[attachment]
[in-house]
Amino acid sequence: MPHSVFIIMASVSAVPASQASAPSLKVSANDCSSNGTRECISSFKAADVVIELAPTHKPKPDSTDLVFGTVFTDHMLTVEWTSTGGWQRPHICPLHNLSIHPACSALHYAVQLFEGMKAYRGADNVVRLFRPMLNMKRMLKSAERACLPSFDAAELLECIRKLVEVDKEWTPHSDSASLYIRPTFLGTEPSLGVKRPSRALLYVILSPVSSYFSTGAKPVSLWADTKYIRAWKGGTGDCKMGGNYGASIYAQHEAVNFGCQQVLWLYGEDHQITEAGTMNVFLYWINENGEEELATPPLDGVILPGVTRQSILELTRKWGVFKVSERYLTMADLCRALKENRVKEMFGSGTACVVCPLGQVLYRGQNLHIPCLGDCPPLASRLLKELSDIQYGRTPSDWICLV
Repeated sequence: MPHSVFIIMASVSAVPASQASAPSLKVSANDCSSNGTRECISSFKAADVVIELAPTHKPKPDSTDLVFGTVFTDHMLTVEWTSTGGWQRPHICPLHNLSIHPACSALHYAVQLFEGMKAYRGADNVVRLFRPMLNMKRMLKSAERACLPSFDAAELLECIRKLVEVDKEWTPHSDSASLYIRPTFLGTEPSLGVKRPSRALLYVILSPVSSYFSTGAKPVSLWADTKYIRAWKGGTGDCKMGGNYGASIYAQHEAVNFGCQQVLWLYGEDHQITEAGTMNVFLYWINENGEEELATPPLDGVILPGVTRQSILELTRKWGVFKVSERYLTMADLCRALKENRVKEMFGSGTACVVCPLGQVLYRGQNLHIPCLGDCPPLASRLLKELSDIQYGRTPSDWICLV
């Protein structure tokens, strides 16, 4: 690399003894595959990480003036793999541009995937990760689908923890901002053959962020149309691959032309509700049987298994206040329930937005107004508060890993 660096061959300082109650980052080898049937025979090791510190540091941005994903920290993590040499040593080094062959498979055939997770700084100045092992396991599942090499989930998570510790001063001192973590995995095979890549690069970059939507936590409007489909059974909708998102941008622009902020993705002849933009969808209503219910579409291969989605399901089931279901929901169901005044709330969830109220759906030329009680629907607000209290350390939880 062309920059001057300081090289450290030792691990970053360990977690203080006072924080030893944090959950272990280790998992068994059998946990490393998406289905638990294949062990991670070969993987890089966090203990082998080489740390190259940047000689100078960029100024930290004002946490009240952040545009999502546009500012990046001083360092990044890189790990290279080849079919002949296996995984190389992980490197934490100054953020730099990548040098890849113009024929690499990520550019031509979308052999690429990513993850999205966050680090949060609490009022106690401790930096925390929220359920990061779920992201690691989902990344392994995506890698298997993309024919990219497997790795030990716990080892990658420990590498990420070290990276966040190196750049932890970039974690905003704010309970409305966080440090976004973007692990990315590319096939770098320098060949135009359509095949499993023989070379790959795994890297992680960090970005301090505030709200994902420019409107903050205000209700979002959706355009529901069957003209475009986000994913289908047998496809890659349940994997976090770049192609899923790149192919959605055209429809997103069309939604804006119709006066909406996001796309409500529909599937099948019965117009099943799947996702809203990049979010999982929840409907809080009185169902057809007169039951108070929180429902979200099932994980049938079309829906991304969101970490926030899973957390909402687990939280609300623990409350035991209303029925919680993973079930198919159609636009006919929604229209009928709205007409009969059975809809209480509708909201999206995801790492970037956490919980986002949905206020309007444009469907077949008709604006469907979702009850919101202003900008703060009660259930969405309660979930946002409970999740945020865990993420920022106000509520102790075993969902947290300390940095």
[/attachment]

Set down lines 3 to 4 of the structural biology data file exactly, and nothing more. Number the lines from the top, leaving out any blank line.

Repeated sequence: MPHSVFIIMASVSAVPASQASAPSLKVSANDCSSNGTRECISSFKAADVVIELAPTHKPKPDSTDLVFGTVFTDHMLTVEWTSTGGWQRPHICPLHNLSIHPACSALHYAVQLFEGMKAYRGADNVVRLFRPMLNMKRMLKSAERACLPSFDAAELLECIRKLVEVDKEWTPHSDSASLYIRPTFLGTEPSLGVKRPSRALLYVILSPVSSYFSTGAKPVSLWADTKYIRAWKGGTGDCKMGGNYGASIYAQHEAVNFGCQQVLWLYGEDHQITEAGTMNVFLYWINENGEEELATPPLDGVILPGVTRQSILELTRKWGVFKVSERYLTMADLCRALKENRVKEMFGSGTACVVCPLGQVLYRGQNLHIPCLGDCPPLASRLLKELSDIQYGRTPSDWICLV
């Protein structure tokens, strides 16, 4: 690399003894595959990480003036793999541009995937990760689908923890901002053959962020149309691959032309509700049987298994206040329930937005107004508060890993 660096061959300082109650980052080898049937025979090791510190540091941005994903920290993590040499040593080094062959498979055939997770700084100045092992396991599942090499989930998570510790001063001192973590995995095979890549690069970059939507936590409007489909059974909708998102941008622009902020993705002849933009969808209503219910579409291969989605399901089931279901929901169901005044709330969830109220759906030329009680629907607000209290350390939880 062309920059001057300081090289450290030792691990970053360990977690203080006072924080030893944090959950272990280790998992068994059998946990490393998406289905638990294949062990991670070969993987890089966090203990082998080489740390190259940047000689100078960029100024930290004002946490009240952040545009999502546009500012990046001083360092990044890189790990290279080849079919002949296996995984190389992980490197934490100054953020730099990548040098890849113009024929690499990520550019031509979308052999690429990513993850999205966050680090949060609490009022106690401790930096925390929220359920990061779920992201690691989902990344392994995506890698298997993309024919990219497997790795030990716990080892990658420990590498990420070290990276966040190196750049932890970039974690905003704010309970409305966080440090976004973007692990990315590319096939770098320098060949135009359509095949499993023989070379790959795994890297992680960090970005301090505030709200994902420019409107903050205000209700979002959706355009529901069957003209475009986000994913289908047998496809890659349940994997976090770049192609899923790149192919959605055209429809997103069309939604804006119709006066909406996001796309409500529909599937099948019965117009099943799947996702809203990049979010999982929840409907809080009185169902057809007169039951108070929180429902979200099932994980049938079309829906991304969101970490926030899973957390909402687990939280609300623990409350035991209303029925919680993973079930198919159609636009006919929604229209009928709205007409009969059975809809209480509708909201999206995801790492970037956490919980986002949905206020309007444009469907077949008709604006469907979702009850919101202003900008703060009660259930969405309660979930946002409970999740945020865990993420920022106000509520102790075993969902947290300390940095």